How can Air pollution destroy our health and life of children?
As the world becomes hotter and more crowded, our engines continue to emit dirty emissions, and half of the world lacks access to clean fuels or technologies (e.g. stoves, lamps), the air we breathe is becoming dangerously polluted: nine out of ten people now breathe polluted air, killing 7 million people every year.
Air pollution has major health consequences:
It is responsible for one-third of all fatalities from stroke, lung cancer, and heart disease. This has a similar effect to smoking cigarettes and is far stronger than the effects of eating too much salt, for example. No matter how wealthy a region you reside in, air pollution is difficult to avoid. It can be found everywhere around us. Airborne pollutants can get past our bodies' defences, infiltrating deep into our respiratory and circulatory systems and causing damage to our lungs, heart, and brain.
What is the impact of air pollution on our health?
1: Respiratory Illness
• Air pollution has been linked to the development of emphysema, asthma, and other respiratory illnesses such chronic obstructive pulmonary disease (COPD).
• Chronic bronchitis has been linked to particulate matter and nitrogen oxide.
2: Diseases of the Cardiovascular System
• Fine particulate matter can obstruct blood vessel function and hasten artery calcification.
• Researchers discovered a relationship between short-term daily nitrogen oxide exposure and an elevated risk of haemorrhagic stroke in postmenopausal women.
• Exposure to TRAP can diminish levels of high-density lipoprotein, also known as good cholesterol raising the risk of cardiovascular disease.
• TRAP exposure also raises pregnant woman's risk of hypertensive disorders, which are a primary cause of preterm birth, low birth weight, maternal and foetal sickness, and mortality.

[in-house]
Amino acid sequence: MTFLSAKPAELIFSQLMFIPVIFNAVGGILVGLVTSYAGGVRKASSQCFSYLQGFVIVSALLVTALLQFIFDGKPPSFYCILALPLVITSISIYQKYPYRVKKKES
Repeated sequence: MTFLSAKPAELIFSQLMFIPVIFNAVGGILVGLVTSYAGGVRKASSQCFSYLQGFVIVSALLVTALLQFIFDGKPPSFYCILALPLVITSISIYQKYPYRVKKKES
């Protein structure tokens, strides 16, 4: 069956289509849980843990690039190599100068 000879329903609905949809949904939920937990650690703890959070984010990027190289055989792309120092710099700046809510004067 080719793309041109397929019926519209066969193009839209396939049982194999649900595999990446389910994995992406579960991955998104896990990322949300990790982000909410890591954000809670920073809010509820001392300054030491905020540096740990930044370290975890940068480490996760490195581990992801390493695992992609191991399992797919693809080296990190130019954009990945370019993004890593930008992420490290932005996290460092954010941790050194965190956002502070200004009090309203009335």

• Living near major highways may boost a woman's risk of breast cancer, according to a big research of more than 57,000 women.
•Other airborne hazardous chemicals, including methylene chloride, which is used in aerosol sprays and paint removers, have been linked to a higher risk of breast cancer.
• Benzene, an industrial chemical that is also a component of gasoline, can cause leukaemia and is linked to non-lymphoma.
• From 2000 to 2016, a long-term study established a link between lung cancer incidence and rising reliance on coal for energy generation.
Who is the most affected by air pollution?
Everyone's health is affected by air pollution;however, some groups may be impacted more than others. Air pollution affects nearly 9 out of 10 people who reside in urban areas around the world.
1: Higher levels of air pollution cause more short-term respiratory infections, resulting in more school absences.
2: Children who participate in many outdoor sports and reside in areas with high ozone levels are more likely to acquire asthma.
3: Asthma is more common in children who live near busy roads.
4: Children with asthma are more prone to developing bronchitis symptoms if they were exposed to high levels of air pollution.
5: Residing in areas with greater levels of pollution can harm your lungs.
As a global public health hazard, air pollution and birth outcomes are connected. Reduced air pollution would benefit children born in low- and middle-income nations in particular.
We, at Netsol Water believe in preserving our Environment and the most beautiful living being created ever, i.e., a child,from every type of pollution, be it, air, water, land, etc.
That is why we follow the goal of achieving sustainability for reviving our “Mother Nature”